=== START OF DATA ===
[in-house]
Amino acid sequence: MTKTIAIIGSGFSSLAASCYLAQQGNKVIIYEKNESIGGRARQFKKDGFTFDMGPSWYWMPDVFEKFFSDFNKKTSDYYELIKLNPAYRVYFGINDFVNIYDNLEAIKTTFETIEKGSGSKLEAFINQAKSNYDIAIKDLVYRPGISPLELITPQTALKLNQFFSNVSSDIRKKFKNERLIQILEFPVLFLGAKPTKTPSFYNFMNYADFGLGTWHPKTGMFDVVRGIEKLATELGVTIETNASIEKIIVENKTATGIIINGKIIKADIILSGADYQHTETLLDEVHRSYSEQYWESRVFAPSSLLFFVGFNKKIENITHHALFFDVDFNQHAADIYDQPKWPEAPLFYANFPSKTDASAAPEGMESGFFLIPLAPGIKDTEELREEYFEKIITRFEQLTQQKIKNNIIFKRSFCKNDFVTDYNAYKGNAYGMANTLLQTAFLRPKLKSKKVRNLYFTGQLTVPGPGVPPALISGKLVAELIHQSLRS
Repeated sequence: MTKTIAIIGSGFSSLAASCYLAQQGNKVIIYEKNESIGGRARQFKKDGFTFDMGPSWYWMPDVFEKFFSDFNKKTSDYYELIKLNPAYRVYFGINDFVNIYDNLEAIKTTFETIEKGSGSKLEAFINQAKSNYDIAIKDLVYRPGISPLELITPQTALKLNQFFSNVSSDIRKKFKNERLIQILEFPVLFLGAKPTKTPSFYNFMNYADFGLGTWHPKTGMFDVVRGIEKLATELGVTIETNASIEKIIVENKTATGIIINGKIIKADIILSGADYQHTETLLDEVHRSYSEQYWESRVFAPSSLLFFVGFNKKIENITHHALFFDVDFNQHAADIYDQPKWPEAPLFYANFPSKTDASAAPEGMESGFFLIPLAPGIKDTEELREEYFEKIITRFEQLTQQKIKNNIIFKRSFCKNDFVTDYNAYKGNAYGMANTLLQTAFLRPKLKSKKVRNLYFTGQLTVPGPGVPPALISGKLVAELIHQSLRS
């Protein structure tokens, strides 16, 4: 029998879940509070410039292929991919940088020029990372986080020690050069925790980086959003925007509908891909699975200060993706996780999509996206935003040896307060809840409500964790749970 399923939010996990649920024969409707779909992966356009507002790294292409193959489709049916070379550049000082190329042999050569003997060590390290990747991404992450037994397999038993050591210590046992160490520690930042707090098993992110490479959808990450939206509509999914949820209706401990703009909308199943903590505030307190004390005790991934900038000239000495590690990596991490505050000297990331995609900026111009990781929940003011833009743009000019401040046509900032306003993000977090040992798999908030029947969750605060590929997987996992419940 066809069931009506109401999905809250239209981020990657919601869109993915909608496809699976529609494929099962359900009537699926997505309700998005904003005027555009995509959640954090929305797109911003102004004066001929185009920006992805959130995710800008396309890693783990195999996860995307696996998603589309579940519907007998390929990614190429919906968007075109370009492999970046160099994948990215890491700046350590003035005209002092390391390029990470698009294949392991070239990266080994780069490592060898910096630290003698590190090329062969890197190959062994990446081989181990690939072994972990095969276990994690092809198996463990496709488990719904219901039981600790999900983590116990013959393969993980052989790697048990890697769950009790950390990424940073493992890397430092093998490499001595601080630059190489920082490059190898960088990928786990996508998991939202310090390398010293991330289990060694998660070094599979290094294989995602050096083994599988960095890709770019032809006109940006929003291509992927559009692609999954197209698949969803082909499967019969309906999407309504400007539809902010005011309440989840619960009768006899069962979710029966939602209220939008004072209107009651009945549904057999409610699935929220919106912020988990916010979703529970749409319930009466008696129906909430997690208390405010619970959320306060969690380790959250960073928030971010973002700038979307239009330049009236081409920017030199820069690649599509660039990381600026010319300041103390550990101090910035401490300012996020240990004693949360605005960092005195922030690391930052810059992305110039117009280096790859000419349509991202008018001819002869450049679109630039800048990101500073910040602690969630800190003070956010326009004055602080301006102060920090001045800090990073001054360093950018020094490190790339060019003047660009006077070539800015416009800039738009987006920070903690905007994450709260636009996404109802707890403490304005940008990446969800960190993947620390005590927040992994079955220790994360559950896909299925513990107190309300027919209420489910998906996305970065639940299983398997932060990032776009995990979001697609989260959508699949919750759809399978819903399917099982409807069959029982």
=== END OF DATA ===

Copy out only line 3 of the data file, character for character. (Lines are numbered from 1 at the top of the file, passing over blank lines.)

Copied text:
Repeated sequence: MTKTIAIIGSGFSSLAASCYLAQQGNKVIIYEKNESIGGRARQFKKDGFTFDMGPSWYWMPDVFEKFFSDFNKKTSDYYELIKLNPAYRVYFGINDFVNIYDNLEAIKTTFETIEKGSGSKLEAFINQAKSNYDIAIKDLVYRPGISPLELITPQTALKLNQFFSNVSSDIRKKFKNERLIQILEFPVLFLGAKPTKTPSFYNFMNYADFGLGTWHPKTGMFDVVRGIEKLATELGVTIETNASIEKIIVENKTATGIIINGKIIKADIILSGADYQHTETLLDEVHRSYSEQYWESRVFAPSSLLFFVGFNKKIENITHHALFFDVDFNQHAADIYDQPKWPEAPLFYANFPSKTDASAAPEGMESGFFLIPLAPGIKDTEELREEYFEKIITRFEQLTQQKIKNNIIFKRSFCKNDFVTDYNAYKGNAYGMANTLLQTAFLRPKLKSKKVRNLYFTGQLTVPGPGVPPALISGKLVAELIHQSLRS